Historical and Cultural Context

In the late 1860s, President Ulysses Grant was first of many to find a solution to the US “Indian Problem” via assimilation and landholding. This Peace Policy called for the relocation of Indians from their ancestral homes to allocated pieces of land dictated by the American Government. Christian men were appointed as Indian Agents hoping that they would “assimilate Indians” by instilling moral and converting them to Christianity and the Western way of life. These agents were very corrupt and disregarded the American Indian way of life all in the name of “civilizing” people. Later this policy was replaced by the Dawes Act or the General Allotment Act in 1887
This act divided the previous reservation lands into 160 acres for each tribe and then smaller portions from that were given to individual Native Americans to cultivate and in exchange would receive full “rights” as US citizens. Having the protection of citizenship was a strong motivator for many and many tribes were disbanded as result. Those who took the allotment offer were isolated from their tribal ways and assimilating them into the white society became much easier. Also their 
mobility were greatly limited, because the Act required them to remain on their lands for at least twenty-five years. Many tribes lost millions of acres of land due to this allotment policy because the remaining reservation lands from the 160 acres were sold to European settlers that wanted to settle the West. The funds from this sale was said to be used for the establishment of Indian schools all around the country in order to help them assimilate. These new “available” lands attracted more white settlers and made coast-to-coast railroads possible to be built. Certain territories, such as Oklahoma, were declared by the government to be available for settlement regardless of the Native American tribes that were already on it. 

The Bureau of Indian Affairs or the BIA, a branch of the Federal Government were the federal regulators and legislators of life on the reservation. Agents from the BIA were inserted into reservations to be in control of assimilation and many other aspects of life such as the schools, distributing supplies from the government, dispensing justice, and much more. All of this power and control made them basically replace the tribal governmental system and gave them a lot of power to exploit on the Native Americans. The BIA often withheld much needed resources, in order to force the tribes to do what they wanted.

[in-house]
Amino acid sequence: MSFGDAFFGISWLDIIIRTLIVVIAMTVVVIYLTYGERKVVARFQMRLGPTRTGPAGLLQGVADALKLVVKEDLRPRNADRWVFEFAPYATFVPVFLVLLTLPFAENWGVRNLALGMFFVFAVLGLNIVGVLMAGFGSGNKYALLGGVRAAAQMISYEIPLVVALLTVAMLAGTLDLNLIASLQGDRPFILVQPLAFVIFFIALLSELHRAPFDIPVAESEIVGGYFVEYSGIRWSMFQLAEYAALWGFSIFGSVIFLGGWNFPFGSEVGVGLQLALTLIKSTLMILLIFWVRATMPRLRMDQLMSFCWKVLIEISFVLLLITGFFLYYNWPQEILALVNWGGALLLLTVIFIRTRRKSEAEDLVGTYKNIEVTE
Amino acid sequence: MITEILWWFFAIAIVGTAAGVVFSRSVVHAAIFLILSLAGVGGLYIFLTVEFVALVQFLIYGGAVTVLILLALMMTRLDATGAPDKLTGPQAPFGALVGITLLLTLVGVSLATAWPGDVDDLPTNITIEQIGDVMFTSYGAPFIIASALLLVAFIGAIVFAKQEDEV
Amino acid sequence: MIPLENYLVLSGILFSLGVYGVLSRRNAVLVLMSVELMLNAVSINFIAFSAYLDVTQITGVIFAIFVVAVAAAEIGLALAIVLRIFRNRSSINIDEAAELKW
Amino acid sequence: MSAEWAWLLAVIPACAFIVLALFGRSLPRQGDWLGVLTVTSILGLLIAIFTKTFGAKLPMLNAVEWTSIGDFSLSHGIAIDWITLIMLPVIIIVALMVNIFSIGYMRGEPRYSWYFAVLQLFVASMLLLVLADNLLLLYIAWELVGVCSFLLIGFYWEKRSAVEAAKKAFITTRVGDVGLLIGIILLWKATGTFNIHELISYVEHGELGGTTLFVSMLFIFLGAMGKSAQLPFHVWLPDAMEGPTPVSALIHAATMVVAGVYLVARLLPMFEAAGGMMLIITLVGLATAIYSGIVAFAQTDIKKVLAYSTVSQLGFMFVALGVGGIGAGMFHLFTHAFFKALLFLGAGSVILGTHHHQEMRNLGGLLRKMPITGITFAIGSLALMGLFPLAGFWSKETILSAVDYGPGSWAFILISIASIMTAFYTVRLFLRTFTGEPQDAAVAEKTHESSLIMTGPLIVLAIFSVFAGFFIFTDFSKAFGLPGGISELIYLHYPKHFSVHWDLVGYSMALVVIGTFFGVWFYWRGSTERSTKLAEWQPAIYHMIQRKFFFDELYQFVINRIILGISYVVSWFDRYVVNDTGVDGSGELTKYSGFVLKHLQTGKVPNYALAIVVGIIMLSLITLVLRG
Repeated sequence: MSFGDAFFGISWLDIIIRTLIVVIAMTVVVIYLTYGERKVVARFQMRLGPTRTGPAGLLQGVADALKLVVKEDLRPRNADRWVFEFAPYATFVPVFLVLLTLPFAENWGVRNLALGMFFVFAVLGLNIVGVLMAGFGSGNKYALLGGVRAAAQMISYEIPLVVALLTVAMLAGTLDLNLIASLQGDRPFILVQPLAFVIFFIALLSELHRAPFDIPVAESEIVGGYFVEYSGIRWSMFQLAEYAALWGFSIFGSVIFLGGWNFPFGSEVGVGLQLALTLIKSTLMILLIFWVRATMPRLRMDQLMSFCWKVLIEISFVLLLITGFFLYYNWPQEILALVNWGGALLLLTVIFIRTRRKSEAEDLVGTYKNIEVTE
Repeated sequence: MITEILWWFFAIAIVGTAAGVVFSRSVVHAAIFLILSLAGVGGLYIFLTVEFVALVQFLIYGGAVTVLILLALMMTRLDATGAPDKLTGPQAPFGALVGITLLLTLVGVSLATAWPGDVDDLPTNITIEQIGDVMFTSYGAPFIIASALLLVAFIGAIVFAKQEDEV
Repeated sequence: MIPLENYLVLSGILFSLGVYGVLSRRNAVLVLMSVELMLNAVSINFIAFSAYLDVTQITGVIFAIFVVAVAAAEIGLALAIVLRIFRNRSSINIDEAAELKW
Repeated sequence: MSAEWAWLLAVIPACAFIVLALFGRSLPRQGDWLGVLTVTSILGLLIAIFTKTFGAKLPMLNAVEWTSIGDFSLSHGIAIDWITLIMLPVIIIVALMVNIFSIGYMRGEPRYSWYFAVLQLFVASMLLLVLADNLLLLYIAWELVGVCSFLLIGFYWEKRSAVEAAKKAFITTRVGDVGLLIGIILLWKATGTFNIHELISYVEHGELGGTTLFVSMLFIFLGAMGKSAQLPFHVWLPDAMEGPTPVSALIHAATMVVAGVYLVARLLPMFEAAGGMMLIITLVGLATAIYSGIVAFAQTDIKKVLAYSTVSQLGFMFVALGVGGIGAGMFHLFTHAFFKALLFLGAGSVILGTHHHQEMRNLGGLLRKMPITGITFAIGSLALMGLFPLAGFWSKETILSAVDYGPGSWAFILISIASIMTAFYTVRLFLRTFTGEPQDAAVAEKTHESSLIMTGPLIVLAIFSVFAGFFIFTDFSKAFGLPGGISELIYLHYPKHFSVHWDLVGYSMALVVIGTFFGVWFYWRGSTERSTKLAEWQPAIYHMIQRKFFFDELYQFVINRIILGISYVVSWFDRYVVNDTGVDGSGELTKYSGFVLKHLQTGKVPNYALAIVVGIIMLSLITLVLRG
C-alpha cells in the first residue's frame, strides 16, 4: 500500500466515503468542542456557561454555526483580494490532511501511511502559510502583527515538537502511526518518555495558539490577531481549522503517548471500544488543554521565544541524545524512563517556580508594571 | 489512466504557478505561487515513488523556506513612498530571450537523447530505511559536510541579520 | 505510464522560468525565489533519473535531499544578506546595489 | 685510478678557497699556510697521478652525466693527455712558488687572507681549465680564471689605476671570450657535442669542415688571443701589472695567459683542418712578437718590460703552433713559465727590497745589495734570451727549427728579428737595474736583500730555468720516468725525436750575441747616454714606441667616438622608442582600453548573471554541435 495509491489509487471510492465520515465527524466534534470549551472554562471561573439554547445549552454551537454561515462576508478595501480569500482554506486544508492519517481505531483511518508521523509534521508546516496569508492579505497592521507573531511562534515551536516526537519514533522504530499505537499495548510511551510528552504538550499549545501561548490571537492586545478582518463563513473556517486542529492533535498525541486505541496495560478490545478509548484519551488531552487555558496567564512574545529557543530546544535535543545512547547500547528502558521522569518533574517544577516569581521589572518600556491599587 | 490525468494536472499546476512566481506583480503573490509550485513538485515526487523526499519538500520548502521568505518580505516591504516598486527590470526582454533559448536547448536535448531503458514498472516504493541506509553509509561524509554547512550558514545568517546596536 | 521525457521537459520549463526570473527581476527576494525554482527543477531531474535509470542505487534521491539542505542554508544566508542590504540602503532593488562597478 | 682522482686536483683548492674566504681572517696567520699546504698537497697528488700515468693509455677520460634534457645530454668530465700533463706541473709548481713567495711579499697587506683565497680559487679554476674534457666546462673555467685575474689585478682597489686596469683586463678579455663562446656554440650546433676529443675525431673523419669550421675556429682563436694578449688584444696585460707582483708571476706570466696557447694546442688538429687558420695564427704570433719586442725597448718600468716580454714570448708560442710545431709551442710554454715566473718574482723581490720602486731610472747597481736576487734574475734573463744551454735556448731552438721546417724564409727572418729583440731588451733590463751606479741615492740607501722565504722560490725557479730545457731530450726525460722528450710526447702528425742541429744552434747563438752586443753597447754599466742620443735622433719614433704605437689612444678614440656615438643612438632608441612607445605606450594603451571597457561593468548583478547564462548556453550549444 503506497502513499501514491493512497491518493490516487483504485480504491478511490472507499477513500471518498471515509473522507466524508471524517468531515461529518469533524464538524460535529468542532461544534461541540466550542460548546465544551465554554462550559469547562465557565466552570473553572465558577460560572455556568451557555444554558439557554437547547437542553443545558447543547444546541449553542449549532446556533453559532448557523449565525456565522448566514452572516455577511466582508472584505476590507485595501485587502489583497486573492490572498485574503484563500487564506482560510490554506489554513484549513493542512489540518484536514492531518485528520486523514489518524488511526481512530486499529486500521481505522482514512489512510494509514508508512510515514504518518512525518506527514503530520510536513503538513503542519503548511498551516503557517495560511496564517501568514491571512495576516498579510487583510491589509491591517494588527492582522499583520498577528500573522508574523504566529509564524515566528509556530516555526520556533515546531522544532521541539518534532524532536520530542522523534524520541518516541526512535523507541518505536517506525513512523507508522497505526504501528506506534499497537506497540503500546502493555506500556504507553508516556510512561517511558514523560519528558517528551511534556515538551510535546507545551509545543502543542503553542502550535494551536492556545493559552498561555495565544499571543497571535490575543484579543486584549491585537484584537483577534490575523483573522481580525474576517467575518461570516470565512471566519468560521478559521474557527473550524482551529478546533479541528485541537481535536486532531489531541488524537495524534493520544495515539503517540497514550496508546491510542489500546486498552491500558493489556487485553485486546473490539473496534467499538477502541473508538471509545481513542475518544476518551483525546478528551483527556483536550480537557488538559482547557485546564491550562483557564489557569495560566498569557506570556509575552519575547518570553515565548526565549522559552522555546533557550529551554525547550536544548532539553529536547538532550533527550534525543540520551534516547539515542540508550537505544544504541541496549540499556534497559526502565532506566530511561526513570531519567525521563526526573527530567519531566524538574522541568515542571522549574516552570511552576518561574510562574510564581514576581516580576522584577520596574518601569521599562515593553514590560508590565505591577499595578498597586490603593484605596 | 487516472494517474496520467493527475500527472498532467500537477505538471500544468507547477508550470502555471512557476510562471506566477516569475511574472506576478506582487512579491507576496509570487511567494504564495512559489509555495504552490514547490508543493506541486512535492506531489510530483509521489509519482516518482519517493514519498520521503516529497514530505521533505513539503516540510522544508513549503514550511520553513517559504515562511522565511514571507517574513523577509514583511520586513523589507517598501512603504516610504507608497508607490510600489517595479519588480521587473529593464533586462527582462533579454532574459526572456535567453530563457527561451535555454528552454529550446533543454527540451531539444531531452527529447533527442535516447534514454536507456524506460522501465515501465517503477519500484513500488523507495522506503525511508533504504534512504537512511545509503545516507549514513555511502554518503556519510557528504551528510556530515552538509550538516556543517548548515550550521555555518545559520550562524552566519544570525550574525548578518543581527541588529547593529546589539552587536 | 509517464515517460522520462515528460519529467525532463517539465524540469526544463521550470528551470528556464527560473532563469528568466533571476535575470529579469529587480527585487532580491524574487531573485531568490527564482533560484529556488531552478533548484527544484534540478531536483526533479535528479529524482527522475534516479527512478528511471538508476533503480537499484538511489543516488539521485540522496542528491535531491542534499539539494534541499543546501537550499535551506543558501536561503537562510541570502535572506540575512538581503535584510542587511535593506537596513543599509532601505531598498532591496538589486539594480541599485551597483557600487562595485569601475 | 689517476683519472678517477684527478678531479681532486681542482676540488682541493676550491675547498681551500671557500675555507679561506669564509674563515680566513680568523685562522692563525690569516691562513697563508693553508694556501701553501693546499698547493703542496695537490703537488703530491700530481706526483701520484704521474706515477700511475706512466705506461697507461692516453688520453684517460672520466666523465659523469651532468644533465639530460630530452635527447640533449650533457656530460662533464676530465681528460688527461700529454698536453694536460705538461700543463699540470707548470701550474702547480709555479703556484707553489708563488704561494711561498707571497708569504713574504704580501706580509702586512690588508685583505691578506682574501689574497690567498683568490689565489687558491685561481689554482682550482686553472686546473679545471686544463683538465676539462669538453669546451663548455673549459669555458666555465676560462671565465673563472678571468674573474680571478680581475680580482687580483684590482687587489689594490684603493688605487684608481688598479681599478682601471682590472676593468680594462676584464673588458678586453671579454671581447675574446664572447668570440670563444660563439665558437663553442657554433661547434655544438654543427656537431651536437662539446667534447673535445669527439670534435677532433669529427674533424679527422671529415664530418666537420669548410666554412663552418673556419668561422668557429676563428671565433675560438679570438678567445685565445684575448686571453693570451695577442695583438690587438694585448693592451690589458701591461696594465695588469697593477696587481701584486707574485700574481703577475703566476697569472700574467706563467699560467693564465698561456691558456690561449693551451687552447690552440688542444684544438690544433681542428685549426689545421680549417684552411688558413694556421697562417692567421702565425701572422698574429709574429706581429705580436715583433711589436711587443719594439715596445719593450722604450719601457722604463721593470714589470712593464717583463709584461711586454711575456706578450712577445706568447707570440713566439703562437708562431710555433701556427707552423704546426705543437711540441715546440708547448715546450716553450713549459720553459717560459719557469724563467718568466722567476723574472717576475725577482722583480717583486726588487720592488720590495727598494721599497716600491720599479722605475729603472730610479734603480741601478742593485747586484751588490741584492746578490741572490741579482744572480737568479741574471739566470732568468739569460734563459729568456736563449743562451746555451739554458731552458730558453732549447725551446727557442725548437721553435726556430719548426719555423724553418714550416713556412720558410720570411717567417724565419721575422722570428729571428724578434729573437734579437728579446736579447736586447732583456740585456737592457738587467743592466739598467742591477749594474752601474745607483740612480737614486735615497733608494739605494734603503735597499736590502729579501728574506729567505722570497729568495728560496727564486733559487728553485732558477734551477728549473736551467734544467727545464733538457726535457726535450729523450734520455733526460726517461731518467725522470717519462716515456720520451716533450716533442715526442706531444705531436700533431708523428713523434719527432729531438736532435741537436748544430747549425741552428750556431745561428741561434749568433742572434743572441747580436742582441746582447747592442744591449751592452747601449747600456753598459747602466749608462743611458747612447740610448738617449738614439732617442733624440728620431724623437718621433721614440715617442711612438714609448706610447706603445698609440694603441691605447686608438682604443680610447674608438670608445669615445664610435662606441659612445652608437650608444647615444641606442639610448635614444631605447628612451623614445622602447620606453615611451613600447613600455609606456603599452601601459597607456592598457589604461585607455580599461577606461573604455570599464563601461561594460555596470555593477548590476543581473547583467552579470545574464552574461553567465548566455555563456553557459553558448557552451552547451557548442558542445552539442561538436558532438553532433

The main policies towards the Native Americans from the late 1800s to the early 1900s can be summarized as attempting to undermine the power of tribal leaders, the tribal system of law and to completely assimilate them into the white society. Those who did not had no land, no resources, no protection and no support systems.

“It has become the settled policy of the Government to break up reservations, destroy tribal relations, settle Indians upon their own homesteads, incorporate them into the national life, and deal with them not as nations or tribes or bands, but as individual citizens”

Commissioner of Indian Affairs Thomas J. Morgan 1890

Kiowa Nation was one of the tribes surrounding Oklahoma area that was heavily effected by the land negotiations. In 1867, a year before Delos Lone Wolf was born, the Kiowas signed the Treaty of Medicine Lodge Creek which agreed that they would enter a reservation located in Oklahoma. After few years of bison extinction and human losses due to war, the Kiowas were very much dependent on the US government for subsidies. The Kiowas went from great hunters and warriors to having much of their landholdings sold off to white settlers and being dependent on outside assistance. Because these histories were so close to Delos Lone Wolf’s time, he most likely grew up in a reservation and probably would have felt all the negative sentiments towards his limited lifestyle.

This entry was posted in Delos Lone Wolf, The Conflicted and tagged , , , , . Bookmark the permalink.

Leave a Reply

Your email address will not be published. Required fields are marked *